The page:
In the past Glenda N. da Silva has collaborated on articles with Ana Paula Bazo. One of their most recent publications is Original ArticleDNA repair gene polymorphism is associated with the genetic basis of atherosclerotic coronary artery disease. Which was published in journal Cardiovascular Pathology.

More information about Glenda N. da Silva research including statistics on their citations can be found on their Copernicus Academic profile page.

Glenda N. da Silva's Articles: (2)

Original ArticleDNA repair gene polymorphism is associated with the genetic basis of atherosclerotic coronary artery disease

AbstractBackgroundAtherosclerotic coronary artery disease (CAD) is a multifactorial process that appears to be caused by the interaction of environmental risk factors with multiple predisposing genes. It is nowadays accepted that increased levels of DNA damage induced by xenobiotics play an important role in the early phases of atherogenesis. Therefore, in this study, we focus on determining whether genetic variations in xenobiotic-metabolizing [glutathione-S-transferase theta 1 (GSTT1), glutathione-S-transferase mu 1 (GSTM1), cytochrome P450 IIEI (CYP2E1)] and DNA repair [X-ray cross-complementing group 1 (XRCC1)] genes might be associated with increased risk for CAD.MethodsA case-control study was conducted with 400 individuals who underwent subjected to coronary angiography. A total of 299 were patients diagnosed with effective coronary atherosclerosis (case group; >20% obstructive lesion), and 101 (control group) were individuals diagnosed as negative for CAD (<20% obstructive lesions). The polymorphism identifications for GSTM1 and GSTT1, and for CYP2E1 and XRCC1 genes were performed by polymerase chain reaction (PCR) amplification and by PCR-RFLP, respectively.Results and conclusionsThe XRCC1 homozygous wild-type genotype Arg/Arg for codon 399 was statistically less pronounced in the case subjects (21.4%) than in controls (38.5%); individuals with the variant XRCC1 genotype had a 2.3-fold increased risk for coronary atherosclerosis than individuals with the wild-type genotype (OR=2.3, 95% CI=1.13–4.69). Conversely, no association between GSTM1, GSTT1, and CYP2E1gene polymorphisms and coronary atherosclerosis was detected. The results provide evidence of the role of DNA damage and repair in cardiovascular disease.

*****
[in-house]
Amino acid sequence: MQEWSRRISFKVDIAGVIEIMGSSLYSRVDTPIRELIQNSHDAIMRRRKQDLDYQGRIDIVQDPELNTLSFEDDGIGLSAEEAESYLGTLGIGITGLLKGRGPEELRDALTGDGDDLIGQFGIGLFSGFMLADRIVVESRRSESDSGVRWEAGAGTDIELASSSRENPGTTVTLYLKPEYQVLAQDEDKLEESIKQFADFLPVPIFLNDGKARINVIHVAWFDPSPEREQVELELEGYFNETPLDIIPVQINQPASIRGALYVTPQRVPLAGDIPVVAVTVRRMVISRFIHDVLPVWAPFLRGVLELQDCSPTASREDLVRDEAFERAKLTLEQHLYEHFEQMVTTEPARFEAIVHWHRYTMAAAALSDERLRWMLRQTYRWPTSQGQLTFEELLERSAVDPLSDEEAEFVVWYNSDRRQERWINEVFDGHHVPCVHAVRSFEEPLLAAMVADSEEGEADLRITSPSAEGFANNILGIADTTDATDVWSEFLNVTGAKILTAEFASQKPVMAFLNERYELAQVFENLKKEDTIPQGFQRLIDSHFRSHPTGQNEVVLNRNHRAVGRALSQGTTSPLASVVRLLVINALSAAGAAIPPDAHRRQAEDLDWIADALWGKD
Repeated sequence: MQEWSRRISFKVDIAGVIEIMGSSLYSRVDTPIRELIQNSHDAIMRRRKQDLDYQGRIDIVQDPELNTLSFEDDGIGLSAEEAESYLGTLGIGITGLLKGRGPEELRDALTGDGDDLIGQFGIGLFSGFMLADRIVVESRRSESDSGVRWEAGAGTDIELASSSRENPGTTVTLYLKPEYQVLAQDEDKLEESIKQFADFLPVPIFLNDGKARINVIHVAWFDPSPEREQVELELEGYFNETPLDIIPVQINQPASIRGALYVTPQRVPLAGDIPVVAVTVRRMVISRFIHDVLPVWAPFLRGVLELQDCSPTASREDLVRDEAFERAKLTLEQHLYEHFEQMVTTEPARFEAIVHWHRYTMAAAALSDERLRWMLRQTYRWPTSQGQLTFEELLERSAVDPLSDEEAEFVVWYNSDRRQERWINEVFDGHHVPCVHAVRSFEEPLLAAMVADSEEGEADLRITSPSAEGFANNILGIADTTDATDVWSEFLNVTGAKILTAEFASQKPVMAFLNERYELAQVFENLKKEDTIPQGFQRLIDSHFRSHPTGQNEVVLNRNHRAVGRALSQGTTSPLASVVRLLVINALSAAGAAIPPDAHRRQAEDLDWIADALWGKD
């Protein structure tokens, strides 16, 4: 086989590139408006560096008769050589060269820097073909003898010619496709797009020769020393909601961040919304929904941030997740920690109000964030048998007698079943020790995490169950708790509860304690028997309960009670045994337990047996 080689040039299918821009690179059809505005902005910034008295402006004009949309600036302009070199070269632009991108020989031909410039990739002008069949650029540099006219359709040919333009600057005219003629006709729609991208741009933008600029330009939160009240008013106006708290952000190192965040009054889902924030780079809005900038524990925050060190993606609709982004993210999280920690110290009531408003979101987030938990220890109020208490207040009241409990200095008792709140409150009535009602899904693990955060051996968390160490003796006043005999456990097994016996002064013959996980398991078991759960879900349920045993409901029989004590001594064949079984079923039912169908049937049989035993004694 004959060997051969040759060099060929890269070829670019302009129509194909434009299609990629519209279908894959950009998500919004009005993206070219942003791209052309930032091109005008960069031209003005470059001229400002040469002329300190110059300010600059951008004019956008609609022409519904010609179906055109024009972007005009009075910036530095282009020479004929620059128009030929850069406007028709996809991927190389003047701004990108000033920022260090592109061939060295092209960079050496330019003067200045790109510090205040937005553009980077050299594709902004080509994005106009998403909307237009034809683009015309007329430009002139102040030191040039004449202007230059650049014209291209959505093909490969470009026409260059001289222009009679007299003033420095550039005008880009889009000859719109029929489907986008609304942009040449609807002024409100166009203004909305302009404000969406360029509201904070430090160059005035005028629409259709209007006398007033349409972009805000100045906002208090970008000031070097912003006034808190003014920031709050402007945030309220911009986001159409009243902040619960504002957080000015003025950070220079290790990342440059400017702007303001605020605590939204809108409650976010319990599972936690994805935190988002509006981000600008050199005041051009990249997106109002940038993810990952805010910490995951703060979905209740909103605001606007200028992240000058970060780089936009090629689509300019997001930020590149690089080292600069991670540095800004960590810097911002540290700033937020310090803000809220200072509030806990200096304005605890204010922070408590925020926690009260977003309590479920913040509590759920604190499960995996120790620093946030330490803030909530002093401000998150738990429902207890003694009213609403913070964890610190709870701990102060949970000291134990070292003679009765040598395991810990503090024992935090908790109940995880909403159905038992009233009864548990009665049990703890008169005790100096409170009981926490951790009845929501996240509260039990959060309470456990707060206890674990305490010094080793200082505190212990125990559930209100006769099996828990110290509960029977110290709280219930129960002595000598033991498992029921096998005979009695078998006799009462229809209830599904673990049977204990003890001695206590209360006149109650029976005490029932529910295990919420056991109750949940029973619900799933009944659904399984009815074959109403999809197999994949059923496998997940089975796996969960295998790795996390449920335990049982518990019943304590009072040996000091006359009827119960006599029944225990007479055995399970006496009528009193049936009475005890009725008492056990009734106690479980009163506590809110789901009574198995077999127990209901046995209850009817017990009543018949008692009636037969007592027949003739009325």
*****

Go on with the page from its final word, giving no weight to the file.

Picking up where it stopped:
EndodontologyOnline only articleGenotoxicity in primary human peripheral lymphocytes after exposure to regular and white mineral trioxide aggregate

ObjectiveTaking into consideration that DNA damage plays an important role in carcinogenesis, the purpose of this study was to evaluate whether regular and white mineral trioxide aggregate (MTA) are able to induce genetic damage in primary human cells.Study designHuman peripheral lymphocytes obtained from 10 healthy volunteers were exposed to 2 presentation forms of MTA at final concentrations ranging from 1 to 1000 μg/mL for 1 hour at 37°C. The negative control group was treated with vehicle control (phosphate buffer solution, PBS) for 1 hour at 37°C and the positive control group was treated with hydrogen peroxide (at 100 μM) for 5 minutes on ice. Results were analyzed by the Friedman nonparametric test.ResultsThe results pointed out that either regular or white MTA in all concentrations tested did not induce DNA breakage in human peripheral lymphocytes as depicted by the mean tail moment.ConclusionIn summary, our results indicate that exposure to MTA may not be a factor that increases the level of DNA lesions in human peripheral lymphocytes as detected by single cell gel (comet) assay.

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